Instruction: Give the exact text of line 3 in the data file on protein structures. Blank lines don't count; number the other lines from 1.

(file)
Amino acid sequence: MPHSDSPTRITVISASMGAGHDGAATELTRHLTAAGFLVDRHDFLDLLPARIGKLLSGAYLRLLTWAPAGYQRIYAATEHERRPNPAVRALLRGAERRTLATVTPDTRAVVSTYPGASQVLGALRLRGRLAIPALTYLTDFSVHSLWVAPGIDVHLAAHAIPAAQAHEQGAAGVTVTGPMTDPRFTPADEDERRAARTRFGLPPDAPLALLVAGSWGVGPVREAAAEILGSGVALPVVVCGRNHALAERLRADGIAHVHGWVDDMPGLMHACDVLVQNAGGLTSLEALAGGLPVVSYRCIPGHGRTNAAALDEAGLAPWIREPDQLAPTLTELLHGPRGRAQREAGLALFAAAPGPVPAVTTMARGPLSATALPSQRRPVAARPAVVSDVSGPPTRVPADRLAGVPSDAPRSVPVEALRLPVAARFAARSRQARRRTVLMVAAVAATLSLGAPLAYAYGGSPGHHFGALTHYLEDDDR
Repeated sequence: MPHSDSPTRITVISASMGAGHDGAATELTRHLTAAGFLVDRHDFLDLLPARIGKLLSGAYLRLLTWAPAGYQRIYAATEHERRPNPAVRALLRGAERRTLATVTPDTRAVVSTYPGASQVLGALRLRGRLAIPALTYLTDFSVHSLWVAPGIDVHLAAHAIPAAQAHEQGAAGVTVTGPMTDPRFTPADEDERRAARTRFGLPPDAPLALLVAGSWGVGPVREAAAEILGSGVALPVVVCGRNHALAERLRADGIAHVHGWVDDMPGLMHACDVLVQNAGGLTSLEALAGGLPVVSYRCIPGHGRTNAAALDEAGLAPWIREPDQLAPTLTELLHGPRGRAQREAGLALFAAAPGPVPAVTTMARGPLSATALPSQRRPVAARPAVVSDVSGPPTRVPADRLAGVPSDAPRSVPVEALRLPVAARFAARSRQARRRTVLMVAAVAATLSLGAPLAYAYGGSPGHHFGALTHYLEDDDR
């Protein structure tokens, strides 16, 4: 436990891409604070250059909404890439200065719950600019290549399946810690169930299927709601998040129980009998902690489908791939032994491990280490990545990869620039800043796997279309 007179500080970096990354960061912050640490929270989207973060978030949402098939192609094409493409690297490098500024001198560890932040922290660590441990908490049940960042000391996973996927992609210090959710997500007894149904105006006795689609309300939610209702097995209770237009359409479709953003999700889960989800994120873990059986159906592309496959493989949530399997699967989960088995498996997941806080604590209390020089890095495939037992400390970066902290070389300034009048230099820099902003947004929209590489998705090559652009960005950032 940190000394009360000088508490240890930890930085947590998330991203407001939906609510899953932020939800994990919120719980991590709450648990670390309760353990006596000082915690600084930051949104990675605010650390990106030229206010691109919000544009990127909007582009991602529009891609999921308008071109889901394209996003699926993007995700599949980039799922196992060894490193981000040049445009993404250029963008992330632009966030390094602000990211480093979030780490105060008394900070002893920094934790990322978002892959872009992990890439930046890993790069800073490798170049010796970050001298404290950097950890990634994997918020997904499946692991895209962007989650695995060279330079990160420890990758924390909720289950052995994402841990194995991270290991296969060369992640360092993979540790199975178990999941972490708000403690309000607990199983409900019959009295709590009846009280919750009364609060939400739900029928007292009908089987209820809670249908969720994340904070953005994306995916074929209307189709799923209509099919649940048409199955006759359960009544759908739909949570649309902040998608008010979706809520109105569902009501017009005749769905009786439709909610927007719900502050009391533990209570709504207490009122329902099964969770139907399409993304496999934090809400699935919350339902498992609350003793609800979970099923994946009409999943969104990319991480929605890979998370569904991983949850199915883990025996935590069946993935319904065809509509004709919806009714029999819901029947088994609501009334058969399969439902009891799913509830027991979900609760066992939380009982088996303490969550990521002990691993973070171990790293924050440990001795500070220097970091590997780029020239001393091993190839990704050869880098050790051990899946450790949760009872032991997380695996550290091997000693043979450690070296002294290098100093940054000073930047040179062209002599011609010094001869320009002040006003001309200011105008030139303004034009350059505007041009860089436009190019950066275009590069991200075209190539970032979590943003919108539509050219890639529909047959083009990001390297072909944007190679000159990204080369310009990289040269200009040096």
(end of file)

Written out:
């Protein structure tokens, strides 16, 4: 436990891409604070250059909404890439200065719950600019290549399946810690169930299927709601998040129980009998902690489908791939032994491990280490990545990869620039800043796997279309 007179500080970096990354960061912050640490929270989207973060978030949402098939192609094409493409690297490098500024001198560890932040922290660590441990908490049940960042000391996973996927992609210090959710997500007894149904105006006795689609309300939610209702097995209770237009359409479709953003999700889960989800994120873990059986159906592309496959493989949530399997699967989960088995498996997941806080604590209390020089890095495939037992400390970066902290070389300034009048230099820099902003947004929209590489998705090559652009960005950032 940190000394009360000088508490240890930890930085947590998330991203407001939906609510899953932020939800994990919120719980991590709450648990670390309760353990006596000082915690600084930051949104990675605010650390990106030229206010691109919000544009990127909007582009991602529009891609999921308008071109889901394209996003699926993007995700599949980039799922196992060894490193981000040049445009993404250029963008992330632009966030390094602000990211480093979030780490105060008394900070002893920094934790990322978002892959872009992990890439930046890993790069800073490798170049010796970050001298404290950097950890990634994997918020997904499946692991895209962007989650695995060279330079990160420890990758924390909720289950052995994402841990194995991270290991296969060369992640360092993979540790199975178990999941972490708000403690309000607990199983409900019959009295709590009846009280919750009364609060939400739900029928007292009908089987209820809670249908969720994340904070953005994306995916074929209307189709799923209509099919649940048409199955006759359960009544759908739909949570649309902040998608008010979706809520109105569902009501017009005749769905009786439709909610927007719900502050009391533990209570709504207490009122329902099964969770139907399409993304496999934090809400699935919350339902498992609350003793609800979970099923994946009409999943969104990319991480929605890979998370569904991983949850199915883990025996935590069946993935319904065809509509004709919806009714029999819901029947088994609501009334058969399969439902009891799913509830027991979900609760066992939380009982088996303490969550990521002990691993973070171990790293924050440990001795500070220097970091590997780029020239001393091993190839990704050869880098050790051990899946450790949760009872032991997380695996550290091997000693043979450690070296002294290098100093940054000073930047040179062209002599011609010094001869320009002040006003001309200011105008030139303004034009350059505007041009860089436009190019950066275009590069991200075209190539970032979590943003919108539509050219890639529909047959083009990001390297072909944007190679000159990204080369310009990289040269200009040096």